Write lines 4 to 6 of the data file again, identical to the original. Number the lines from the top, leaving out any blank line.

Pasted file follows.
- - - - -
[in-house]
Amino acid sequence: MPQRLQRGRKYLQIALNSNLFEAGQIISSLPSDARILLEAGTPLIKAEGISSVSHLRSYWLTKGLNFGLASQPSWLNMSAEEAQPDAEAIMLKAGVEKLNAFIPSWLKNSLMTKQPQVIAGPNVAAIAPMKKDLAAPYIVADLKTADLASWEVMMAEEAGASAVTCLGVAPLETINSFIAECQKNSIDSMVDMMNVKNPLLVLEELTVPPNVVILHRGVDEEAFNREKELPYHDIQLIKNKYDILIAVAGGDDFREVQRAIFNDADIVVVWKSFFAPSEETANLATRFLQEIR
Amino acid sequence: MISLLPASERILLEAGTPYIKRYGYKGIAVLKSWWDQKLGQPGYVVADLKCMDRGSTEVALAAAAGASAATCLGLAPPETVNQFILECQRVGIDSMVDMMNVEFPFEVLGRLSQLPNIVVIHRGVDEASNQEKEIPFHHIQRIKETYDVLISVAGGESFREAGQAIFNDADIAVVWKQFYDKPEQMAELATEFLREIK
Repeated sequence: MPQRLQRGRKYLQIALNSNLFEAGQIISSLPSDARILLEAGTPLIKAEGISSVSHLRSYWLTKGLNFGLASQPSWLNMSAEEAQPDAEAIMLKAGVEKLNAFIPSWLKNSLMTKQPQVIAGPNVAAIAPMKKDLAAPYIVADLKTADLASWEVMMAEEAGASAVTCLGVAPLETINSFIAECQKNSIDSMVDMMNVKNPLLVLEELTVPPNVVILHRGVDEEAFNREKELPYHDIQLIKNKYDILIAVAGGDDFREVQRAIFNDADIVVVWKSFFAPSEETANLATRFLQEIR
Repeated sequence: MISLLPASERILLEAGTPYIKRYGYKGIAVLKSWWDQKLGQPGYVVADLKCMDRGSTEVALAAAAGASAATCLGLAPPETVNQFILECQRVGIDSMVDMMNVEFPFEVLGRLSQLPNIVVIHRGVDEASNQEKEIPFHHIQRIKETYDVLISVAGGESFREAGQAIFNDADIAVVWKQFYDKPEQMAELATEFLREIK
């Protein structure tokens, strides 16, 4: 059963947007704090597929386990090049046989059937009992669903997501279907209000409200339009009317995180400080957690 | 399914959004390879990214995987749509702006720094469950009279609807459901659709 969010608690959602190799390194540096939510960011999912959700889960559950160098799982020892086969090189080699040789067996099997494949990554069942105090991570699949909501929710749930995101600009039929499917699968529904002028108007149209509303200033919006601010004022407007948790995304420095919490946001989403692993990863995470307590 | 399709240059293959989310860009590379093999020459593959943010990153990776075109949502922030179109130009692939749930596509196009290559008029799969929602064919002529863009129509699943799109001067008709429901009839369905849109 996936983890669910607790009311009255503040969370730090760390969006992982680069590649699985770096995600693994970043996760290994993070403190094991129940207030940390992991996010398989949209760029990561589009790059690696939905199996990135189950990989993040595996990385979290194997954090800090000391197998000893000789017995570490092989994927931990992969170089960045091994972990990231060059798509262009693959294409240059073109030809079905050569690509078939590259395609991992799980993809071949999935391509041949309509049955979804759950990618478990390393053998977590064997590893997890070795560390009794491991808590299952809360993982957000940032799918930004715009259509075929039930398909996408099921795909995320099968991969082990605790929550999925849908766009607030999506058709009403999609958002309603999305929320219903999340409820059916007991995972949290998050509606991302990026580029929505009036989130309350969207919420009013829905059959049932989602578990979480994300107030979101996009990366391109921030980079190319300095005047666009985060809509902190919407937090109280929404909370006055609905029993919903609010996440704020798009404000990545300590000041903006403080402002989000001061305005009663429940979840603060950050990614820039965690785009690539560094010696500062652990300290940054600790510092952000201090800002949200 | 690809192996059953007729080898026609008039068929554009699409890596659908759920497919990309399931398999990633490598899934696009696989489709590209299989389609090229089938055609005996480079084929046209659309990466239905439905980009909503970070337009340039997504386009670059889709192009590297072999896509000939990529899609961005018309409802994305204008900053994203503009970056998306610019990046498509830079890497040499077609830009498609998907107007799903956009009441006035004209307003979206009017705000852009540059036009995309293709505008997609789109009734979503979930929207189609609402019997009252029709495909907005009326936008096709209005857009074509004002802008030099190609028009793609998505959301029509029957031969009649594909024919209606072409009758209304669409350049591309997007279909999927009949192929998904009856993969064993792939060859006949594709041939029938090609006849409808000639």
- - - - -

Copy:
Repeated sequence: MPQRLQRGRKYLQIALNSNLFEAGQIISSLPSDARILLEAGTPLIKAEGISSVSHLRSYWLTKGLNFGLASQPSWLNMSAEEAQPDAEAIMLKAGVEKLNAFIPSWLKNSLMTKQPQVIAGPNVAAIAPMKKDLAAPYIVADLKTADLASWEVMMAEEAGASAVTCLGVAPLETINSFIAECQKNSIDSMVDMMNVKNPLLVLEELTVPPNVVILHRGVDEEAFNREKELPYHDIQLIKNKYDILIAVAGGDDFREVQRAIFNDADIVVVWKSFFAPSEETANLATRFLQEIR
Repeated sequence: MISLLPASERILLEAGTPYIKRYGYKGIAVLKSWWDQKLGQPGYVVADLKCMDRGSTEVALAAAAGASAATCLGLAPPETVNQFILECQRVGIDSMVDMMNVEFPFEVLGRLSQLPNIVVIHRGVDEASNQEKEIPFHHIQRIKETYDVLISVAGGESFREAGQAIFNDADIAVVWKQFYDKPEQMAELATEFLREIK
């Protein structure tokens, strides 16, 4: 059963947007704090597929386990090049046989059937009992669903997501279907209000409200339009009317995180400080957690 | 399914959004390879990214995987749509702006720094469950009279609807459901659709 969010608690959602190799390194540096939510960011999912959700889960559950160098799982020892086969090189080699040789067996099997494949990554069942105090991570699949909501929710749930995101600009039929499917699968529904002028108007149209509303200033919006601010004022407007948790995304420095919490946001989403692993990863995470307590 | 399709240059293959989310860009590379093999020459593959943010990153990776075109949502922030179109130009692939749930596509196009290559008029799969929602064919002529863009129509699943799109001067008709429901009839369905849109 996936983890669910607790009311009255503040969370730090760390969006992982680069590649699985770096995600693994970043996760290994993070403190094991129940207030940390992991996010398989949209760029990561589009790059690696939905199996990135189950990989993040595996990385979290194997954090800090000391197998000893000789017995570490092989994927931990992969170089960045091994972990990231060059798509262009693959294409240059073109030809079905050569690509078939590259395609991992799980993809071949999935391509041949309509049955979804759950990618478990390393053998977590064997590893997890070795560390009794491991808590299952809360993982957000940032799918930004715009259509075929039930398909996408099921795909995320099968991969082990605790929550999925849908766009607030999506058709009403999609958002309603999305929320219903999340409820059916007991995972949290998050509606991302990026580029929505009036989130309350969207919420009013829905059959049932989602578990979480994300107030979101996009990366391109921030980079190319300095005047666009985060809509902190919407937090109280929404909370006055609905029993919903609010996440704020798009404000990545300590000041903006403080402002989000001061305005009663429940979840603060950050990614820039965690785009690539560094010696500062652990300290940054600790510092952000201090800002949200 | 690809192996059953007729080898026609008039068929554009699409890596659908759920497919990309399931398999990633490598899934696009696989489709590209299989389609090229089938055609005996480079084929046209659309990466239905439905980009909503970070337009340039997504386009670059889709192009590297072999896509000939990529899609961005018309409802994305204008900053994203503009970056998306610019990046498509830079890497040499077609830009498609998907107007799903956009009441006035004209307003979206009017705000852009540059036009995309293709505008997609789109009734979503979930929207189609609402019997009252029709495909907005009326936008096709209005857009074509004002802008030099190609028009793609998505959301029509029957031969009649594909024919209606072409009758209304669409350049591309997007279909999927009949192929998904009856993969064993792939060859006949594709041939029938090609006849409808000639």